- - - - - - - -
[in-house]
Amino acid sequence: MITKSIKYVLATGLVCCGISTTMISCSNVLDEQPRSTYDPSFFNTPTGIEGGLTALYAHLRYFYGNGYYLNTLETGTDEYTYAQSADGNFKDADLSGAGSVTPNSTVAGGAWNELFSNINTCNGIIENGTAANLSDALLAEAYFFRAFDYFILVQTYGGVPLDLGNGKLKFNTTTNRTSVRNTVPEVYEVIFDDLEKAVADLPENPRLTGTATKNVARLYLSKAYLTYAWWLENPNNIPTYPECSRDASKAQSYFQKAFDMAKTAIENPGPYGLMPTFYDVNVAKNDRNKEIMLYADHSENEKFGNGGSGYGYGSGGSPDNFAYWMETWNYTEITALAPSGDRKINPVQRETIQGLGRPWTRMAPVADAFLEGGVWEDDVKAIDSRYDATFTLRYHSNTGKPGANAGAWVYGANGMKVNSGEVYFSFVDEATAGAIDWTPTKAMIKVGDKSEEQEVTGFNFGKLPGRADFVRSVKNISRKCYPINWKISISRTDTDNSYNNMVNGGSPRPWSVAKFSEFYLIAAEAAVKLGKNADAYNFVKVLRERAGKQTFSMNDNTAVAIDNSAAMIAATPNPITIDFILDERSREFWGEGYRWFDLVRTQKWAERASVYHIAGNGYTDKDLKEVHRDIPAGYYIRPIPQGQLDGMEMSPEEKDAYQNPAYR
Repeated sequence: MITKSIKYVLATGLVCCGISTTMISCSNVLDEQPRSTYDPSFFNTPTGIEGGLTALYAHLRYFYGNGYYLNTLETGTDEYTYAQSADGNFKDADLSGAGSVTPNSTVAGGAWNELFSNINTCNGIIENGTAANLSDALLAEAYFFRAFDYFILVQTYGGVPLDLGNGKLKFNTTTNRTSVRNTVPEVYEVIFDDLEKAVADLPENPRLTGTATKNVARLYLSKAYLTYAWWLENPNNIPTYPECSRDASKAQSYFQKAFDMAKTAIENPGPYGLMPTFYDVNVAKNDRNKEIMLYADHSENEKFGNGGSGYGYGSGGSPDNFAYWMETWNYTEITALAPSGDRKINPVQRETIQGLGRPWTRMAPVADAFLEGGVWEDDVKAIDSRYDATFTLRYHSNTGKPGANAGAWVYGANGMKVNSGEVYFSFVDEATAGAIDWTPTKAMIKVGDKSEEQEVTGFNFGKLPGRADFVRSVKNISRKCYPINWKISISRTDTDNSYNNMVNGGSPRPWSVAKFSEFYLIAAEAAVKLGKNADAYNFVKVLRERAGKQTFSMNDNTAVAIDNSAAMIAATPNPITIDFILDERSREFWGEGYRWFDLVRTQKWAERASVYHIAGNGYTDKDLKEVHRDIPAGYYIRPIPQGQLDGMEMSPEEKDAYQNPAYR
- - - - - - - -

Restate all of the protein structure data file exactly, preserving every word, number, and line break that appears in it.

[in-house]
Amino acid sequence: MITKSIKYVLATGLVCCGISTTMISCSNVLDEQPRSTYDPSFFNTPTGIEGGLTALYAHLRYFYGNGYYLNTLETGTDEYTYAQSADGNFKDADLSGAGSVTPNSTVAGGAWNELFSNINTCNGIIENGTAANLSDALLAEAYFFRAFDYFILVQTYGGVPLDLGNGKLKFNTTTNRTSVRNTVPEVYEVIFDDLEKAVADLPENPRLTGTATKNVARLYLSKAYLTYAWWLENPNNIPTYPECSRDASKAQSYFQKAFDMAKTAIENPGPYGLMPTFYDVNVAKNDRNKEIMLYADHSENEKFGNGGSGYGYGSGGSPDNFAYWMETWNYTEITALAPSGDRKINPVQRETIQGLGRPWTRMAPVADAFLEGGVWEDDVKAIDSRYDATFTLRYHSNTGKPGANAGAWVYGANGMKVNSGEVYFSFVDEATAGAIDWTPTKAMIKVGDKSEEQEVTGFNFGKLPGRADFVRSVKNISRKCYPINWKISISRTDTDNSYNNMVNGGSPRPWSVAKFSEFYLIAAEAAVKLGKNADAYNFVKVLRERAGKQTFSMNDNTAVAIDNSAAMIAATPNPITIDFILDERSREFWGEGYRWFDLVRTQKWAERASVYHIAGNGYTDKDLKEVHRDIPAGYYIRPIPQGQLDGMEMSPEEKDAYQNPAYR
Repeated sequence: MITKSIKYVLATGLVCCGISTTMISCSNVLDEQPRSTYDPSFFNTPTGIEGGLTALYAHLRYFYGNGYYLNTLETGTDEYTYAQSADGNFKDADLSGAGSVTPNSTVAGGAWNELFSNINTCNGIIENGTAANLSDALLAEAYFFRAFDYFILVQTYGGVPLDLGNGKLKFNTTTNRTSVRNTVPEVYEVIFDDLEKAVADLPENPRLTGTATKNVARLYLSKAYLTYAWWLENPNNIPTYPECSRDASKAQSYFQKAFDMAKTAIENPGPYGLMPTFYDVNVAKNDRNKEIMLYADHSENEKFGNGGSGYGYGSGGSPDNFAYWMETWNYTEITALAPSGDRKINPVQRETIQGLGRPWTRMAPVADAFLEGGVWEDDVKAIDSRYDATFTLRYHSNTGKPGANAGAWVYGANGMKVNSGEVYFSFVDEATAGAIDWTPTKAMIKVGDKSEEQEVTGFNFGKLPGRADFVRSVKNISRKCYPINWKISISRTDTDNSYNNMVNGGSPRPWSVAKFSEFYLIAAEAAVKLGKNADAYNFVKVLRERAGKQTFSMNDNTAVAIDNSAAMIAATPNPITIDFILDERSREFWGEGYRWFDLVRTQKWAERASVYHIAGNGYTDKDLKEVHRDIPAGYYIRPIPQGQLDGMEMSPEEKDAYQNPAYR